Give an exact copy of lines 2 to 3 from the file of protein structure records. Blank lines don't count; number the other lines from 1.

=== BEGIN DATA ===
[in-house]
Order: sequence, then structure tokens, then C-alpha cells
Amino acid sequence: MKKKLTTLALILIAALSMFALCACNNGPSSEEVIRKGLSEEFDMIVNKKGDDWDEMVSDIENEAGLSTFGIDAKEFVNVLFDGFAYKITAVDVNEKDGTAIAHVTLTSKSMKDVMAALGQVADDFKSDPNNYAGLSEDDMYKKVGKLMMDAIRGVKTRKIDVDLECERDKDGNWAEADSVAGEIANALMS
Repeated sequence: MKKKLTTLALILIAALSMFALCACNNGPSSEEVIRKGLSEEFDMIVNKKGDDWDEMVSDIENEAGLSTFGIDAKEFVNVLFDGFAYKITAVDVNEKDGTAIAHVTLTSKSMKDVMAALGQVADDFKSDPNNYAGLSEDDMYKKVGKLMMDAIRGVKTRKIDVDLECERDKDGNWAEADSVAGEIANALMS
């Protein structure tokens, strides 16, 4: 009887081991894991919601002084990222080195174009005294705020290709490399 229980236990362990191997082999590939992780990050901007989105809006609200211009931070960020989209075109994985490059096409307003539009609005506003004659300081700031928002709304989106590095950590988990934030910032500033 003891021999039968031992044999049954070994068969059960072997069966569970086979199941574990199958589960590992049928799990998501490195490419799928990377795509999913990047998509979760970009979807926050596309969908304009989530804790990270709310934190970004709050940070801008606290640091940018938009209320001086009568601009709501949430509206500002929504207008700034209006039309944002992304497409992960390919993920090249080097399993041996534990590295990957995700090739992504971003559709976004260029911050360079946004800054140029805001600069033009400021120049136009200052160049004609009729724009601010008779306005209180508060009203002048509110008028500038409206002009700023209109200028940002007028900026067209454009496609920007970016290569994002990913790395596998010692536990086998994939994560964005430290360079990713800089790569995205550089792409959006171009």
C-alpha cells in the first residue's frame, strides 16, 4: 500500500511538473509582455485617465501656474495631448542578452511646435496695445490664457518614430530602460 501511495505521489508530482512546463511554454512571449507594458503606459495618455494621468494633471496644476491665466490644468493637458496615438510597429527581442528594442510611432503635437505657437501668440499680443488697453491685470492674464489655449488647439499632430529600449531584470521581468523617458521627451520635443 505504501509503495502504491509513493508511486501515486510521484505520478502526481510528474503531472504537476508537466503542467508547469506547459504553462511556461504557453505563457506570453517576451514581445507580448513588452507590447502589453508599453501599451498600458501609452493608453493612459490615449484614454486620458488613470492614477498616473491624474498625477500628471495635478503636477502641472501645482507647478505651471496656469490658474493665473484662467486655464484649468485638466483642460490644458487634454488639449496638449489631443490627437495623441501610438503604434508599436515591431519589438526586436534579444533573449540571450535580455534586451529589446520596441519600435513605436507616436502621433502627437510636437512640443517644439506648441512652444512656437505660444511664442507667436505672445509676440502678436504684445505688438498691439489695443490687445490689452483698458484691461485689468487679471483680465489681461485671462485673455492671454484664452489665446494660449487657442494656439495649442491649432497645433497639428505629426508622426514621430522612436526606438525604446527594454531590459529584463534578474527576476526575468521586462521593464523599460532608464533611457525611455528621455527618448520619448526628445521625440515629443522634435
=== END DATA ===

Order: sequence, then structure tokens, then C-alpha cells
Amino acid sequence: MKKKLTTLALILIAALSMFALCACNNGPSSEEVIRKGLSEEFDMIVNKKGDDWDEMVSDIENEAGLSTFGIDAKEFVNVLFDGFAYKITAVDVNEKDGTAIAHVTLTSKSMKDVMAALGQVADDFKSDPNNYAGLSEDDMYKKVGKLMMDAIRGVKTRKIDVDLECERDKDGNWAEADSVAGEIANALMS